Take the 2-minute tour ×
Stack Overflow is a question and answer site for professional and enthusiast programmers. It's 100% free, no registration required.

Following this python example , I do:

>>> import base64
>>> encoded = base64.b64encode(b'data to be encoded')
>>> encoded
b'ZGF0YSB0byBiZSBlbmNvZGVk'

But, if I leave out the leading b and do:

>>> encoded = base64.b64encode('data to be encoded')

I get

Traceback (most recent call last):
  File "<stdin>", line 1, in <module>
  File "C:\Python32\lib\base64.py", line 56, in b64encode
   raise TypeError("expected bytes, not %s" % s.__class__.__name__)
   TypeError: expected bytes, not str

Why is this?

share|improve this question
3  
Actually all questions that return "TypeError: expected bytes, not str" have the same answer. –  Lennart Regebro Jan 18 '12 at 13:33

4 Answers 4

up vote 34 down vote accepted

base64 encoding takes 8-bit binary byte data and encodes it using only the characters A-Z, a-z and 0-9, so it can be transmitted over channels that does not preserve all 8-bits of data, such as email.

Hence, it wants a string of 8-bit bytes. You create those in Python 3 with the b'' syntax.

If you remove the b, it becomes a string. A string is a sequence of Unicode characters. base64 has no idea what to do with Unicode data, it's not 8-bit. It's not really any bits, in fact. :-)

In your second example:

>>> encoded = base64.b64encode('data to be encoded')

All the characters fit neatly into the ASCII character set, and base64 encoding is therefore actually a bit pointless. You can convert it to ascii instead, with

>>> encoded = 'data to be encoded'.encode('ascii')

Or simpler:

>>> encoded = b'data to be encoded'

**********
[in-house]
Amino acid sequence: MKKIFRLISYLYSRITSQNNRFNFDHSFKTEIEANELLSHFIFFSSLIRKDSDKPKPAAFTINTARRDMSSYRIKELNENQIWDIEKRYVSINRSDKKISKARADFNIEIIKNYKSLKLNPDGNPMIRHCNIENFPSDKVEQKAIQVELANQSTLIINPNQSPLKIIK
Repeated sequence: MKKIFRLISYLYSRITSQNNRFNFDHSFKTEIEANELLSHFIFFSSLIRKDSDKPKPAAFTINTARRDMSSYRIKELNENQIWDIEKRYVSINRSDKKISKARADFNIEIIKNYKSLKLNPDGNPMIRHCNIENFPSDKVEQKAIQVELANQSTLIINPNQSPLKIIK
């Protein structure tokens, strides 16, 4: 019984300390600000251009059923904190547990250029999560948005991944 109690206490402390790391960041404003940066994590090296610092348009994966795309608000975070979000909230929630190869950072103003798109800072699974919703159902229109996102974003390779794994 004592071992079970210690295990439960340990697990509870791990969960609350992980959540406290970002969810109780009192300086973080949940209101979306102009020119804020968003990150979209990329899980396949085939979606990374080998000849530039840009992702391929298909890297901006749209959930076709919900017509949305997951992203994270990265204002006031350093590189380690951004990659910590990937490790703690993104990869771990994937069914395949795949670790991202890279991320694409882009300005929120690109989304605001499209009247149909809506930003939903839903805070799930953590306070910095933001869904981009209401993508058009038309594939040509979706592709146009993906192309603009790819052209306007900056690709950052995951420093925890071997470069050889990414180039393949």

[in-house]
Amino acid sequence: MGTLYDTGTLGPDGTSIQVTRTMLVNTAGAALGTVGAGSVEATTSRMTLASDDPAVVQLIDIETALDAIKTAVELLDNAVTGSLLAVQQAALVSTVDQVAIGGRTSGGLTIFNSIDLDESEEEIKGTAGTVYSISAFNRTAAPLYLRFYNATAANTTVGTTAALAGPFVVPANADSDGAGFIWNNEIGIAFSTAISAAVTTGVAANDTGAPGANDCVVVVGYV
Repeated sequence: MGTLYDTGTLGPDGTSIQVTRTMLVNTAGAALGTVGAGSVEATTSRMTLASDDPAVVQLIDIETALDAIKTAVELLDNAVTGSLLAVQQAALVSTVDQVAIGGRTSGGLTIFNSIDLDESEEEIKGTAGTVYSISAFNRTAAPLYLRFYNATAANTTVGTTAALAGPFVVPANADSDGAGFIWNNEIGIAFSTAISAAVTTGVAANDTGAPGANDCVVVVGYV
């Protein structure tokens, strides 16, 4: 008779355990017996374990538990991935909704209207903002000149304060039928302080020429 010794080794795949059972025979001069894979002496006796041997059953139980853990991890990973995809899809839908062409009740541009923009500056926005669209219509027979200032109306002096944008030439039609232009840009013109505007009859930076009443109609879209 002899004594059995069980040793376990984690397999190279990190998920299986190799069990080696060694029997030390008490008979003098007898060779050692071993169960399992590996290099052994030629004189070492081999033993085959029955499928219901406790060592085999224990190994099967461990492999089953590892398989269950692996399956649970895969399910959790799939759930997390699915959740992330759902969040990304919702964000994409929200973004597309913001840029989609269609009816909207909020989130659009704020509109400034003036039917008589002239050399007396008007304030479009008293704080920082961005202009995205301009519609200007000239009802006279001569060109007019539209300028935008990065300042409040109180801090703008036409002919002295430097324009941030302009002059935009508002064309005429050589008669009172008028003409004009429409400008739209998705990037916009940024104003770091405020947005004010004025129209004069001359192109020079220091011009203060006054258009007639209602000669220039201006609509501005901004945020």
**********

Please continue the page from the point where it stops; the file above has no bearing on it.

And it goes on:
Which would be the same thing in this case.

share|improve this answer

There is all you need:

expected bytes, not str

The leading b makes your string binary.

What version of Python do you use? 2.x or 3.x?

Edit: See http://docs.python.org/release/3.0.1/whatsnew/3.0.html#text-vs-data-instead-of-unicode-vs-8-bit for the gory details of strings in Python 3.x

share|improve this answer
    
Thanks I am using, 3.x. Why does Python wants to convert it explictly to binary. The same in Ruby would be... requires > "base64" and then > Base64.encode64('data to be encoded') –  dublintech Jan 18 '12 at 10:19
2  
@dublintech Because (unicode) text is different from raw data. If you wanted to encode a text string in Base64, first you need to determine the character encoding (like UTF-8) and then you have bytes rather than characters, that you can encode in a text ascii-safe form. –  fortran Jan 18 '12 at 10:44
    
This doesn't answer the question. He knows it works with a bytes object, but not a string object. The question is why. –  Lennart Regebro Jan 18 '12 at 13:32

If the data to be encoded contains "exotic" characters, I think you have to encode in "UTF-8"

encoded = base64.b64encode (bytes('data to be encoded', "utf-8"))
share|improve this answer
    
If you post an answer to the old question please read previous answer. There is really no point in repeating things which are already there. –  zero323 Nov 11 '13 at 20:31

in python, bdata to be encoded returns data to be encoded.

If he wants the whole string bdata to be encoded , including b and the leading and ending quotes, then function should be called like this :

encoded = base64.b64encode ('b\'data to be encoded\'')
share|improve this answer
2  
This really isn't what he's asking! –  Savara Aug 4 '13 at 7:41

Your Answer

 
discard

By posting your answer, you agree to the privacy policy and terms of service.

Not the answer you're looking for? Browse other questions tagged or ask your own question.